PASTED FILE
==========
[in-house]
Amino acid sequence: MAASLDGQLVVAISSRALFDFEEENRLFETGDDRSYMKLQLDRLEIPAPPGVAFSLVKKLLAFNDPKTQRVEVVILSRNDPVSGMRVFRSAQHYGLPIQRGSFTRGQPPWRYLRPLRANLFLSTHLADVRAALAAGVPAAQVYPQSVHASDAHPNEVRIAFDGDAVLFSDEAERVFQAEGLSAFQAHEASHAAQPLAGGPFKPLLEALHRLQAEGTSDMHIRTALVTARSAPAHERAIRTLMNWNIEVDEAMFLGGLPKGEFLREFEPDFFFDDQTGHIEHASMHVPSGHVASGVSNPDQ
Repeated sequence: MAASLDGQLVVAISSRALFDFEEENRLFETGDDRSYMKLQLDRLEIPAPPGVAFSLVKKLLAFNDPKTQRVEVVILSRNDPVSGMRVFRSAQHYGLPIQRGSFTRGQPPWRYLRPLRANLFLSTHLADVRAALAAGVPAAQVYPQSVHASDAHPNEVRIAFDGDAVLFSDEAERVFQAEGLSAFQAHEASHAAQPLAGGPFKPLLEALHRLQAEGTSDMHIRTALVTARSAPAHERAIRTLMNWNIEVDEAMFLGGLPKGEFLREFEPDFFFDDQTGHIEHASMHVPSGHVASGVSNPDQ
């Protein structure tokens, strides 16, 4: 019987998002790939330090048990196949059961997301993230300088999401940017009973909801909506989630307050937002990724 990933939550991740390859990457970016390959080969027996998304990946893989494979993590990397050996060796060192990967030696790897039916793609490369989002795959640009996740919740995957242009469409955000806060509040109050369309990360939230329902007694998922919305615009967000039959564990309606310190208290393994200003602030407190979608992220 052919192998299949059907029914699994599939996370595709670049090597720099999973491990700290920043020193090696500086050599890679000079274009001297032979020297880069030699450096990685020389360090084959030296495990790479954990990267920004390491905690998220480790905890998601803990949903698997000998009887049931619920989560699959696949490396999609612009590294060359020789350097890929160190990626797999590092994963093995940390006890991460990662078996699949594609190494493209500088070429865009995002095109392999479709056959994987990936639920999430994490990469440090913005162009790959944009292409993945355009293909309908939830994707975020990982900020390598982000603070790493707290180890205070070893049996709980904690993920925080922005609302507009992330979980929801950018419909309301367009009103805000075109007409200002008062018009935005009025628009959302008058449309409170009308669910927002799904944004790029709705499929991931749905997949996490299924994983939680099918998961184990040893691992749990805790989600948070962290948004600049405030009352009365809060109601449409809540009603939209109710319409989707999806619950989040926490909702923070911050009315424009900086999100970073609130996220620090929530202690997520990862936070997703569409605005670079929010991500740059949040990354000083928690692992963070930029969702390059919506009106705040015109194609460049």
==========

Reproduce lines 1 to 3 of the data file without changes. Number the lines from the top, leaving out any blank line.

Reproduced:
[in-house]
Amino acid sequence: MAASLDGQLVVAISSRALFDFEEENRLFETGDDRSYMKLQLDRLEIPAPPGVAFSLVKKLLAFNDPKTQRVEVVILSRNDPVSGMRVFRSAQHYGLPIQRGSFTRGQPPWRYLRPLRANLFLSTHLADVRAALAAGVPAAQVYPQSVHASDAHPNEVRIAFDGDAVLFSDEAERVFQAEGLSAFQAHEASHAAQPLAGGPFKPLLEALHRLQAEGTSDMHIRTALVTARSAPAHERAIRTLMNWNIEVDEAMFLGGLPKGEFLREFEPDFFFDDQTGHIEHASMHVPSGHVASGVSNPDQ
Repeated sequence: MAASLDGQLVVAISSRALFDFEEENRLFETGDDRSYMKLQLDRLEIPAPPGVAFSLVKKLLAFNDPKTQRVEVVILSRNDPVSGMRVFRSAQHYGLPIQRGSFTRGQPPWRYLRPLRANLFLSTHLADVRAALAAGVPAAQVYPQSVHASDAHPNEVRIAFDGDAVLFSDEAERVFQAEGLSAFQAHEASHAAQPLAGGPFKPLLEALHRLQAEGTSDMHIRTALVTARSAPAHERAIRTLMNWNIEVDEAMFLGGLPKGEFLREFEPDFFFDDQTGHIEHASMHVPSGHVASGVSNPDQ